23. Monetary policy framework in India has evolved in line with the developments in theory and country practices, the changing nature of the economy and developments in financial markets. Within the broad objectives, the relative emphasis on inflation, growth and financial stability has, however, varied across monetary policy regimes since independence.

24. Our experience during the inflation targeting regime provides some useful lessons for the conduct of monetary policy. First, being proactive and nimble footed during a crisis gives one the ability to respond speedily to fast paced and overwhelming developments. Second, policy measures should be prudent, targeted and calibrated to the need of the hour without being tied down by any existing dogma or orthodoxy. Third, monetary policy actions – when needed – should be backed up by appropriate regulatory and supervisory measures, including macro-prudential instruments, to reinforce the policy impact and its credibility. Fourth, guidance and confidence need to be provided to the market and the wider public through effective communication, as part of the endeavour to anchor expectations and sentiments appropriately. All these principles were firmly embedded in our actions during the multiple shocks in the recent period.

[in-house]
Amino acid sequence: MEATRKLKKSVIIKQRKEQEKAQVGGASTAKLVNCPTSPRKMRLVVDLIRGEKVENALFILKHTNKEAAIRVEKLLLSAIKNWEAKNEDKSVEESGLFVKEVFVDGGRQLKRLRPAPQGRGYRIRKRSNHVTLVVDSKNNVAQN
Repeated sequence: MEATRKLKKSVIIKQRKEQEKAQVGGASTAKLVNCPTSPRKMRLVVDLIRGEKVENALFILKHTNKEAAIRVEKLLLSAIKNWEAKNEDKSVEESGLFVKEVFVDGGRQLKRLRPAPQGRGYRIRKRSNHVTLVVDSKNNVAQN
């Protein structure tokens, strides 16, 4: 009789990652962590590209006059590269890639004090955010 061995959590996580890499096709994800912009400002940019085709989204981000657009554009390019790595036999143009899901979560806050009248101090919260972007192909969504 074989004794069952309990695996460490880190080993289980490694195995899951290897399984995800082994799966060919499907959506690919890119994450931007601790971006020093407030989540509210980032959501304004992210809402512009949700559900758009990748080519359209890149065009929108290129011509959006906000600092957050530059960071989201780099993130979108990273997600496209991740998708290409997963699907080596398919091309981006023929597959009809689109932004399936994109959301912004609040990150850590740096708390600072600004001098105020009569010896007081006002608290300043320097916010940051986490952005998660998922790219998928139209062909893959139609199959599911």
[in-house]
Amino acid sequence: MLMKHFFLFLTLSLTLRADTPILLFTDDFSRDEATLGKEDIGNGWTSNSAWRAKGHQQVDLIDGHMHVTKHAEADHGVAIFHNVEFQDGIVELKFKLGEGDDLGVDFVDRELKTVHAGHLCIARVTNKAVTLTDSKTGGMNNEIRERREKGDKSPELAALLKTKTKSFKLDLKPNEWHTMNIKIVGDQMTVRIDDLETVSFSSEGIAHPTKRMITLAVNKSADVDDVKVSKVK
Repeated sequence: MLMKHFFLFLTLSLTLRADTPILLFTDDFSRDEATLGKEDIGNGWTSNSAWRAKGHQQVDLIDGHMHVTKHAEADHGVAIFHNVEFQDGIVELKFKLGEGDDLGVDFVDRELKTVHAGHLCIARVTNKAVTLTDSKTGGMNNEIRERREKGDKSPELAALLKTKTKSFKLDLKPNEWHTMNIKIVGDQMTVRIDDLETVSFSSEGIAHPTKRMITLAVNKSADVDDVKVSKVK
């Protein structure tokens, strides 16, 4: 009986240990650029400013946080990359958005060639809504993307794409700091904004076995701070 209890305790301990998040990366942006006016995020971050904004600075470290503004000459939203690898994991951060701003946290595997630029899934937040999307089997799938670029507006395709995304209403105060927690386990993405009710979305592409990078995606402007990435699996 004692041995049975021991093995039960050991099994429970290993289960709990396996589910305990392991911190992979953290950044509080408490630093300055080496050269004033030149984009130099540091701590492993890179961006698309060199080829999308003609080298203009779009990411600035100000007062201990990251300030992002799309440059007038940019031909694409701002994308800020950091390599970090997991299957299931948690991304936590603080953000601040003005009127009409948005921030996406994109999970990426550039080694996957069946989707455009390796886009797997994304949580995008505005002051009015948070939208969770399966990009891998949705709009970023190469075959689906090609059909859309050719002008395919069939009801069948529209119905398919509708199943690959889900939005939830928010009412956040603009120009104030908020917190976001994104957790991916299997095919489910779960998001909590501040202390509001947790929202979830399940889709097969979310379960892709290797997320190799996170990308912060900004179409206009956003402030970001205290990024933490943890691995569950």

25. Alan Blinder, who wore both hats of being an academician and a practitioner, once said, "Having looked at monetary policy from both sides now, I can testify that central banking in practice is as much art as science”.28 As students of economics at the prestigious Delhi School of Economics, I am sure you are well-versed with the science of monetary policy as a macro-stabilisation tool. I took this opportunity to throw some light on the art of monetary policy making from a practitioner’s perspective, especially in a dynamic and uncertain environment as witnessed in recent years. As we continue our journey ahead, we remain clear in our focus, flexible in our approach and determined in our efforts to strengthen India’s macroeconomic fundamentals and support its growth story.